In one specific example, the branch prediction unit incorporated into the processor comprises a branch history unit to store branch history data, branch prediction logic to receive the instruction address and the updated address, to provide the predicted address, and to update the branch history data, and a branch target buffer to receive the instruction address and output entry data. The branch target buffer preferably comprises a memory array like the embodiments described above.
The present invention is readily applicable to superscalar processors in which the foregoing decoder/execution unit comprises a plurality of execution paths, each comprising a separate decoder and execution unit. Examples of superscalar processors include, without limitation, vector processors and single-instruction-multiple-data (SIMD) processors.
The present invention also provides various methods. One exemplary method enables a READ operation to a gated word line in a branch target buffer memory array. The method comprises; storing a word line gating value in a word line gating circuit associated with the gated word line, and conditionally enabling the READ operation in response to the word line gating value.
In a related embodiment, the method further comprises; receiving an instruction portion in the branch target buffer, selecting the gated word line in response to the instruction portion and applying a word line voltage to the selected gated word line, and conditionally enabling the READ operation in response to the word line voltage and the word line gating value.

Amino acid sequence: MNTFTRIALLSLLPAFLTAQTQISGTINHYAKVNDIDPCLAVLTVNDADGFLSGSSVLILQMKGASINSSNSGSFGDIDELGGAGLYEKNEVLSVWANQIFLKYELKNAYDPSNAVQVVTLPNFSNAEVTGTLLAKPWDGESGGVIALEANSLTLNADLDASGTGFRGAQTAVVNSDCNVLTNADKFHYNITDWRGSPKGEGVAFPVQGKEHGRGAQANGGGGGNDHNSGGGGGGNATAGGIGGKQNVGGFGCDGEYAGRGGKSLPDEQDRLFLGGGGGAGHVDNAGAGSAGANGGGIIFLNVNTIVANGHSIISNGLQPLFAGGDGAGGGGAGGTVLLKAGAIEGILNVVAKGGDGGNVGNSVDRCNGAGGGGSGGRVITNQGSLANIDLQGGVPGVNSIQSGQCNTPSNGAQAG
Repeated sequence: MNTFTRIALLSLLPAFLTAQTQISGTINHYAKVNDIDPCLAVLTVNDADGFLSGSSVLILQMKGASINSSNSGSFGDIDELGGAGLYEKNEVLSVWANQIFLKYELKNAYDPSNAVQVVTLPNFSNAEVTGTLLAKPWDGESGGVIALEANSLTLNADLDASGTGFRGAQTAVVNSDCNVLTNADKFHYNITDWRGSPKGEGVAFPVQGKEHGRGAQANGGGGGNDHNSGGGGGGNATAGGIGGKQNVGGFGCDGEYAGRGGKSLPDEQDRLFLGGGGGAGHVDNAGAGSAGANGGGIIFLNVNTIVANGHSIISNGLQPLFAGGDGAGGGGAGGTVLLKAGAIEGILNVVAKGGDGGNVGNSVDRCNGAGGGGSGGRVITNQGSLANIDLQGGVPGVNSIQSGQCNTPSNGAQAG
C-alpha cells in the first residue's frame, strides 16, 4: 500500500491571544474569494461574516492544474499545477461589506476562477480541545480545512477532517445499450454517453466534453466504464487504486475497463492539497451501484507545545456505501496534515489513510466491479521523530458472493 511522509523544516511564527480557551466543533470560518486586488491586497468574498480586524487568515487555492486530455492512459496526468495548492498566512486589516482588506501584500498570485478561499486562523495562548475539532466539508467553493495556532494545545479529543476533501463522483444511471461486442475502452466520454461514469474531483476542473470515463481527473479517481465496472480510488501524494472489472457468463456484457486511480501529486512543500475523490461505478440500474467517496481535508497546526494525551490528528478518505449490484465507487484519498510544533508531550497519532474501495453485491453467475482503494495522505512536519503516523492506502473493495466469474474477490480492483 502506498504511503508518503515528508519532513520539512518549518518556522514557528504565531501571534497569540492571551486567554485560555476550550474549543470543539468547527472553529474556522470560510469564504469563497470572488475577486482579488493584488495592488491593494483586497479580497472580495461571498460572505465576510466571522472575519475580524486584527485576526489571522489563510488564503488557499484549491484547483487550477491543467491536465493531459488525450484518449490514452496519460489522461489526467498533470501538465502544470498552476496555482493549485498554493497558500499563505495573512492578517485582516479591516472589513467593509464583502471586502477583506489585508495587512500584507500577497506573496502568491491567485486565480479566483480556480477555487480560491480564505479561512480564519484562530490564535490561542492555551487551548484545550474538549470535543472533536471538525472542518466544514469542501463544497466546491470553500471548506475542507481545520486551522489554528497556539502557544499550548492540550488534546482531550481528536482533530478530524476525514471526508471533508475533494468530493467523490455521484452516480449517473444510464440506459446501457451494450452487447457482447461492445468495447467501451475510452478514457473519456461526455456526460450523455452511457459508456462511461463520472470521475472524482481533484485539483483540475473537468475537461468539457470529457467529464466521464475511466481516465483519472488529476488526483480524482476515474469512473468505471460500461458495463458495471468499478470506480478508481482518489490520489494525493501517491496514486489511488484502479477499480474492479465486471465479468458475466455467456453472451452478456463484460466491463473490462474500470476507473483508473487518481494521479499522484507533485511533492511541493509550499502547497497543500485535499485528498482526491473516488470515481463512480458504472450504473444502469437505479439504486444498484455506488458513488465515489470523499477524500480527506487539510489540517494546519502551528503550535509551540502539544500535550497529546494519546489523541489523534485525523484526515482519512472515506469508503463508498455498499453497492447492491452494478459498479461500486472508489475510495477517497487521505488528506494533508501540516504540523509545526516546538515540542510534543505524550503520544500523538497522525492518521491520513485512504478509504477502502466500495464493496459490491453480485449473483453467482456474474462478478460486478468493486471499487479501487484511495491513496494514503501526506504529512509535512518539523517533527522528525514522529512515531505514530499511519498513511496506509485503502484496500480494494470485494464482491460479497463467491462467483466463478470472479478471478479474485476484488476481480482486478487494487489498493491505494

In yet another related embodiment, the method further comprises; defining branch history data in relation to the instruction portion, and deriving the word line gating value from the branch history data.
In still another related embodiment, the method further comprises; outputting a data entry from the branch target buffer in response to an enabled READ operation.
The present invention also provides in one embodiment a method of operating a BTB like those described above. The method preferably comprises; for each one of a plurality of instructions storing a corresponding data entry in one of the plurality of gated word lines, and storing a corresponding a word line gating value in the word line gating circuit associated with the one of the plurality of gated word lines. Upon receiving a current instruction selected from the plurality of instructions, the BTB conditionally outputs the data entry corresponding to the current instruction from the BTB in relation to the corresponding stored word line gating value.